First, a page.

The Thanedar’s House

May 30, 2021

by — Posted in Personal Essays

“The main door was so large that a man sitting on an elephant could pass through. Just go there and ask for Thanedar wala ghar or Tote (parakeet) wala ghar. There used to be one on the balcony in a cage.”, said my old aunt when I asked her for directions to our ancestral home in Old Amritsar’s Gali Dhab Khatikan.

I had never been given such an unusual address before, one that made me dependent on strangers. I wanted to be self-sufficient, and I wanted an exact, impersonal address, the kind I am familiar with. 

“Are you sure that will be enough?”, I asked.

“It will”.

“What if I don’t see anyone?”

“You will.”

“Don’t you have an exact address?”


“But it has been years”.

“People there still remember”.

I had decided to go to Amritsar for a day and visit the house after a Himalayan trek with a friend. After visiting the Golden Temple and Jallianwalla Bagh, we got off the rickshaw in Dhab Khatikan and started walking. The first person I asked did not know. I felt embarrassed. This was not going to work. Then I asked a man who looked to be in his sixties. He said he knew which one it was. He offered to take me there, turned around and started walking in the direction from which he came. After a couple of minutes, he stood in front of a large door. “This is it. You know, even during the worst of the Partition violence, this house remained unscathed. Everyone knew that the Thanedar had guns.”, he said. I thanked him and the stranger for whom my family history was local lore, disappeared into the gullies.

We were left standing there, looking at the door that a man sitting on an elephant could pass through. It held aloft a foliated arch which betrayed its age. Below the arch were three European style windows as though the house could not decide whether it wanted to be Indian or European. The family that lived there invited us in, telling us that they were on the verge of selling it. It would most likely be destroyed once we sell it so you came just in time, they said. Like most houses in gullies it was tall rather than broad with high ceilings. A long winding staircase snaked its way up from the basement to the terrace. Cupboards looked like small caves dug into the walls. I tried to take pictures of every nook and cranny hoping to reassemble the house again for myself, away from the present owners.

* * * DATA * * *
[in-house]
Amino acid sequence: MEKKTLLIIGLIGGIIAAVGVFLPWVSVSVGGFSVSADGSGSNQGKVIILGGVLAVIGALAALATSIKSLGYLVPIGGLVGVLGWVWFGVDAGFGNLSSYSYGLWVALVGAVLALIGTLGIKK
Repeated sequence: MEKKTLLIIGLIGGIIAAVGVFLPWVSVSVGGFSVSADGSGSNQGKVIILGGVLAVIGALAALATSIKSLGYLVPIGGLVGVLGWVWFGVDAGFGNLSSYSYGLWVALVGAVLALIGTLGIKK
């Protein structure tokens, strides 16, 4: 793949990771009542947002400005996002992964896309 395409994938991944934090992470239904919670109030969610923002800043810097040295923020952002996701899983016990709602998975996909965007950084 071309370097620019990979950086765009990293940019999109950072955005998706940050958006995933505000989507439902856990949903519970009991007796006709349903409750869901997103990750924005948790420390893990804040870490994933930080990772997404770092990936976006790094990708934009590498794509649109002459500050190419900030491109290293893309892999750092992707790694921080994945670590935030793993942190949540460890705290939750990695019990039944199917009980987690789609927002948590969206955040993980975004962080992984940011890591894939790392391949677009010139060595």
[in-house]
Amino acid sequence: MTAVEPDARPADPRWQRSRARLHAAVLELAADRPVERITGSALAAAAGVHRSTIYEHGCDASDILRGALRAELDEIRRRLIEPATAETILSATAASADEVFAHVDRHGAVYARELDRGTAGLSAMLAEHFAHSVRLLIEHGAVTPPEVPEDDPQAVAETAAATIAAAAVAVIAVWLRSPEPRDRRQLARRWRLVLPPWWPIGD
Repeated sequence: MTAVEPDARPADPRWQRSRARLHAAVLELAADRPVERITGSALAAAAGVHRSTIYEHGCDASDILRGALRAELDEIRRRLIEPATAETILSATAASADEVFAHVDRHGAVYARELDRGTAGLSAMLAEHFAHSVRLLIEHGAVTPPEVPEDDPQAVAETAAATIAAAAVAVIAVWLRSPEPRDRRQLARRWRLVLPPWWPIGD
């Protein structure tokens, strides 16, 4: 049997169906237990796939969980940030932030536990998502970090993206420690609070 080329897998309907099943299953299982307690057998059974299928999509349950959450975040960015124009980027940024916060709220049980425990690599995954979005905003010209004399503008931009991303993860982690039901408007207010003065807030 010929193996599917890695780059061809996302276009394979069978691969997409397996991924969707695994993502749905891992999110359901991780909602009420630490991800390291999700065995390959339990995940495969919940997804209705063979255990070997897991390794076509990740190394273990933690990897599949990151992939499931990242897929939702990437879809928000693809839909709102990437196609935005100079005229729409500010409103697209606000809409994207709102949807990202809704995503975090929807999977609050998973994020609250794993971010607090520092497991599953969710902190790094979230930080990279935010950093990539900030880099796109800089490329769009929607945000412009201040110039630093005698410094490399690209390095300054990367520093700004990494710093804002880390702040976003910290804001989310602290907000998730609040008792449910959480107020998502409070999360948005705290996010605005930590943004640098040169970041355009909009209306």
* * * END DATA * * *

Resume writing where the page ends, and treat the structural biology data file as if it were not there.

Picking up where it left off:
When he lived, the Thanedar – my great great grandfather – was a part of the Amritsar constabulary during its worst phase – the Rowlatt agitations and the Jallianwala Bagh massacre. I know little else about him. My grandparents moved away from the family and passed away early, so I am left with more questions than answers. Having just seen the bullet holes in Jallianwala, I wondered whether he was a loyalist to the regime he served, proud and grateful for the power bestowed upon him? Was being a policeman only a job to provide for his family? Or was he conflicted about the role he played in repressing his people? Were they his people? 

Later that day, we did the other touristy thing anyone who visits Amritsar does and made our way to the Wagah border. As we watched the pantomime of nationalism play out, I was still thinking about the house and what little I was told about the Thanedar. I knew he was a Punjabi Hindu whose name was Gurbaksh. This wasn’t unusual then but today Gurbaksh is a Sikh name, uncommon among Punjabi Hindus. Gurbaksh’s grandson married my grandmother from Gurdaspur against her father’s wishes. Her father felt she could have done better than to marry into a family that didn’t care much for education when he was a lawyer. He was a Punjabi Hindu too. His name was Iqbal. 

All of Gurbaksh and Iqbal’s children and grandchildren had standard Hindu names. Somewhere in the early 20th century, it looks like something changed in the way Punjabi Hindus named their children. No longer did they have any names that cut across faith. What’s in a name? As I watched the Wagah ceremony, I thought the change may have been an indicator of growing social forces. They rose quickly, swept the Thanedar’s house from the middle of Punjab and deposited it in a border city in 1947.

2 thoughts on “The Thanedar’s House

  1. Asking for address by the name of a prominent person is still a popular practice in smaller towns and villages. Even today this works when we order stuff on Amazon. Also, I’m glad you could trace your roots and get there. Over time your questions will be answered

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